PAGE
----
In support of this point, Rory said that animal manure dropped on the claypan had helped the regeneration process, as it washed across the claypan and penetrated the soil in the areas where vegetation was establishing. No applications of fertiliser have been provided during the five year period. Following the reintroduction of carbon flows, the landscape has effectively been able to capture the resources it requires. The prolific clover which has followed the improvement in water penetration has also played a role in increasing the soil fertility, which in turn has helped the perennial grasses to establish.

The claypan drops slightly towards the west. The general pattern was initially for regeneration to spread east, towards the direction from which the water came. As water ran across the claypan, it entered the soil when it reached the first of the vegetation.

The first two years saw well below average rainfall. In effect, on most occasions when rain fell, there was not enough water to get to the downside of the saltbush rows. Rory said the claypan had previously been in a continual state of drought, regardless of how much rain fell.

This highlighted the correlation between water use efficiency (WUE) and prior carbon flows. WUE is a measure of how successfully a production system converts water molecules into carbon molecules (ie the level of plant growth from supplied water). Improved WUE is a recognised driver of profit in the grazing industry. For the Frosts, the regenerated claypan is now contributing to profit as it is now able to convert rainwater into groundcover for livestock to eat.

“Wick effect” enables water penetration

As part of the regeneration process, the saltbush roots supplied a “wick effect” by allowing rain to go deeper into the soil by running down beside the roots. As other plants entered, their roots continued the wick effect across the claypan. The depth that grass roots penetrate the soil is determined by the flow of carbon available to build the roots (roots are about 45 percent carbon when dried).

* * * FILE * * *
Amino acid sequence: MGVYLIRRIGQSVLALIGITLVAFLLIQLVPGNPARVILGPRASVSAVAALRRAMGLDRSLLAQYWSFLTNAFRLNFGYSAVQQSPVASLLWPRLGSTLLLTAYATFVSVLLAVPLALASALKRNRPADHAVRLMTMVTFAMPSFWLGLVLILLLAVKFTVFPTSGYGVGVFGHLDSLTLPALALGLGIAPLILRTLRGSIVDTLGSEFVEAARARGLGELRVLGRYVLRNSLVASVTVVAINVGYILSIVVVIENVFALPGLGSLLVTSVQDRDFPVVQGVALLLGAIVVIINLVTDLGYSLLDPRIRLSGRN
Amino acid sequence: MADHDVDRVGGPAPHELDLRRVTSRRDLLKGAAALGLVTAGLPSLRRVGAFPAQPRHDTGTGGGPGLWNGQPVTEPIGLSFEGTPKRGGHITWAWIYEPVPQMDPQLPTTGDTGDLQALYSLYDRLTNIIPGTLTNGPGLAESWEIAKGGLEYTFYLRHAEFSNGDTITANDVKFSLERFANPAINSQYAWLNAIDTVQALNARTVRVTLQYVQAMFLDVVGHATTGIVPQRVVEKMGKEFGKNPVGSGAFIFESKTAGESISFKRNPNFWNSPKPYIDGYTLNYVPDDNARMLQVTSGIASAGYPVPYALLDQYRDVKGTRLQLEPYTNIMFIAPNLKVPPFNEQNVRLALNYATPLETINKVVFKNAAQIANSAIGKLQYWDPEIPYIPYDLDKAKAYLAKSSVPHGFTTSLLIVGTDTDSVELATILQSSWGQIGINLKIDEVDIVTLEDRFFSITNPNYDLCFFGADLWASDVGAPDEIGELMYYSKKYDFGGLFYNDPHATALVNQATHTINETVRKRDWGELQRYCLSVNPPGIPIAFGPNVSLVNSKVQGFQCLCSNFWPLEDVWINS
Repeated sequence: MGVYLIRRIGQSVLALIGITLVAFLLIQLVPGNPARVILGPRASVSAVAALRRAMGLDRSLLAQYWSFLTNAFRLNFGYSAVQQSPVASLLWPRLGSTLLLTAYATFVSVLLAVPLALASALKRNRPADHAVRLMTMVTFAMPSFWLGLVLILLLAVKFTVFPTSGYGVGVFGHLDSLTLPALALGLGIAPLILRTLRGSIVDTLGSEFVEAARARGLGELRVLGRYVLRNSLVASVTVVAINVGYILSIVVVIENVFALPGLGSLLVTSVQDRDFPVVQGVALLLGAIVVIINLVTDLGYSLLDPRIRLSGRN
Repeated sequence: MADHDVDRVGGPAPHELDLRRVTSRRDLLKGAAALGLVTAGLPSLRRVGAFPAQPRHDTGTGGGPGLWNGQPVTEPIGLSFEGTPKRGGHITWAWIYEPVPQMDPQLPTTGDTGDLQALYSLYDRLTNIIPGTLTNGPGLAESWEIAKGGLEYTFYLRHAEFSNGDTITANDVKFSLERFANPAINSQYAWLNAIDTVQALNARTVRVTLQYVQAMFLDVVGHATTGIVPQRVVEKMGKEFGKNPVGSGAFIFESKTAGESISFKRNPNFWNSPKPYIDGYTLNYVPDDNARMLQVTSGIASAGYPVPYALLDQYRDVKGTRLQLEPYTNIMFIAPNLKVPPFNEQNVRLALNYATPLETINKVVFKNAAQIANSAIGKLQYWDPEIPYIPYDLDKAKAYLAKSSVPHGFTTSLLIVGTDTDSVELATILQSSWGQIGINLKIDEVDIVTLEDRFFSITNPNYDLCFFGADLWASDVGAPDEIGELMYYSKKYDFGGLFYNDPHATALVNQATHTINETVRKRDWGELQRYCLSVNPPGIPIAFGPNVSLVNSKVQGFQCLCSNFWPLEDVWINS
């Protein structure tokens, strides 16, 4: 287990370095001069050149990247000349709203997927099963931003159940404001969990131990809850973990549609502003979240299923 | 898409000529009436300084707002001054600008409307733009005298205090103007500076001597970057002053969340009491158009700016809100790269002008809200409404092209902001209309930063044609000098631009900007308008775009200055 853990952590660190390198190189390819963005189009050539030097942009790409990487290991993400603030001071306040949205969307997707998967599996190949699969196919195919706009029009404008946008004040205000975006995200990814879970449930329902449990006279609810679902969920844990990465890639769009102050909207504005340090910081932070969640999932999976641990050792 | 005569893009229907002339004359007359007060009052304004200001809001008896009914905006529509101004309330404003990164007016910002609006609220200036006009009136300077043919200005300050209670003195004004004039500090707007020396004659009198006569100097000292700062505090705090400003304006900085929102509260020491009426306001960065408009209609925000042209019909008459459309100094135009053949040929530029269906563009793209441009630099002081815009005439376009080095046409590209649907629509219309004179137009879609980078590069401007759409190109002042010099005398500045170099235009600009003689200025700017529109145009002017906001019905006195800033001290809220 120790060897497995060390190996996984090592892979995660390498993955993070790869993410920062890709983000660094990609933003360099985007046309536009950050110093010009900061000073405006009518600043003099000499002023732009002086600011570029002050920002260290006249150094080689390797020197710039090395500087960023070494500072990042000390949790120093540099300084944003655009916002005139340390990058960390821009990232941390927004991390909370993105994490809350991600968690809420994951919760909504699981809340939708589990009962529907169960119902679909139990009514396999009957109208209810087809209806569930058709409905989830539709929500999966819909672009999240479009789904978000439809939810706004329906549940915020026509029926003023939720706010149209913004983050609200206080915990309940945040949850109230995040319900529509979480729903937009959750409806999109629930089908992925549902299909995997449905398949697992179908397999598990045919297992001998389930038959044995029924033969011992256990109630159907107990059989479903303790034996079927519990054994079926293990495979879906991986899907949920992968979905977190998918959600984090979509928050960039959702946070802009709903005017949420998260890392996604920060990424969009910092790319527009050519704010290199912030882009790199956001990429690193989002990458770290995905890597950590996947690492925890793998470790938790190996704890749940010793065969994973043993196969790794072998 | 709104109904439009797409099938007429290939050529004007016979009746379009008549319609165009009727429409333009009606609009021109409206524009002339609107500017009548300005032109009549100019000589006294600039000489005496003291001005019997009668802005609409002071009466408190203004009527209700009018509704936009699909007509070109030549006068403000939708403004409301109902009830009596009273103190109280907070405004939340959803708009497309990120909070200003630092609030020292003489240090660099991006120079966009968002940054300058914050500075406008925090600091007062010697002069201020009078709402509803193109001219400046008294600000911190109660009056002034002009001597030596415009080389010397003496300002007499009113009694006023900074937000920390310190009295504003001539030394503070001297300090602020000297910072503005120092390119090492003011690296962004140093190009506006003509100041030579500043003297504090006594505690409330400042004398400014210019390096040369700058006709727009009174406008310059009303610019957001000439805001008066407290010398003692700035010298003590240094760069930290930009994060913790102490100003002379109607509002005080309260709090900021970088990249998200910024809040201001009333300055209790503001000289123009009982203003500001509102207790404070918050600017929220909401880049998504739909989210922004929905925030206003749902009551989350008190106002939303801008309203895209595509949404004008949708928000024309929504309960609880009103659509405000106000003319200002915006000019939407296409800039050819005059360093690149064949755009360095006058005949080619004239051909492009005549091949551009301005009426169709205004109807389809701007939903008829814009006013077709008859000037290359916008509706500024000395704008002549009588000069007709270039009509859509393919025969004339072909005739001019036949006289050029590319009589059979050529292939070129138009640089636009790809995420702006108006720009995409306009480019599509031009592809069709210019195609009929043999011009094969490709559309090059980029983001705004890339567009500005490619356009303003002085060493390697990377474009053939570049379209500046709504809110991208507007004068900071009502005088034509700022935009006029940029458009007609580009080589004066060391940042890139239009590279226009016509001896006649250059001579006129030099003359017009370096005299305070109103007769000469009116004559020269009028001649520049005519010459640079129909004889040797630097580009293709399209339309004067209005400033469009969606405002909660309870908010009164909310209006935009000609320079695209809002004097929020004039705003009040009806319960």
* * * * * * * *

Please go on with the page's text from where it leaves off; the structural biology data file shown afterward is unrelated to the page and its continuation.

Rory said he developed his current understanding of the importance of carbon flows five years ago from Alan Lauder, the founder of the Carbon Grazing principle. The Carbon Grazing principle focuses on the role of carbon flows and how to maximise them.

“It was after discussions with Alan that I came to understand how carbon flows organised so many important processes that occur in the paddock. Given that cattle are about 18pc carbon and rely on the energy transported by carbon to grow, it is easy to see the linkage between my bottom line and how successfully carbon flows are managed. Soil life utilises carbon flows to release phosphorus and make it available to plants,” he said.

Source: James Nason is a senior journalist with the on-line publication Beef Central, www.beefcentral.com


Rory Frost inspecting planted saltbush. It was the catalyst for a long term claypan turning into thick grass instead of shedding water after one millimetre of rain.

Rory Frost inspecting planted saltbush. It was the catalyst for a long term claypan turning into thick grass instead of shedding water after one millimetre of rain.











After two years: The missing saltbush leaves eaten by livestock allow the pattern of regeneration around the saltbush to be clearly seen.

After two years: The missing saltbush leaves eaten by livestock allow the pattern of regeneration around the saltbush to be clearly seen.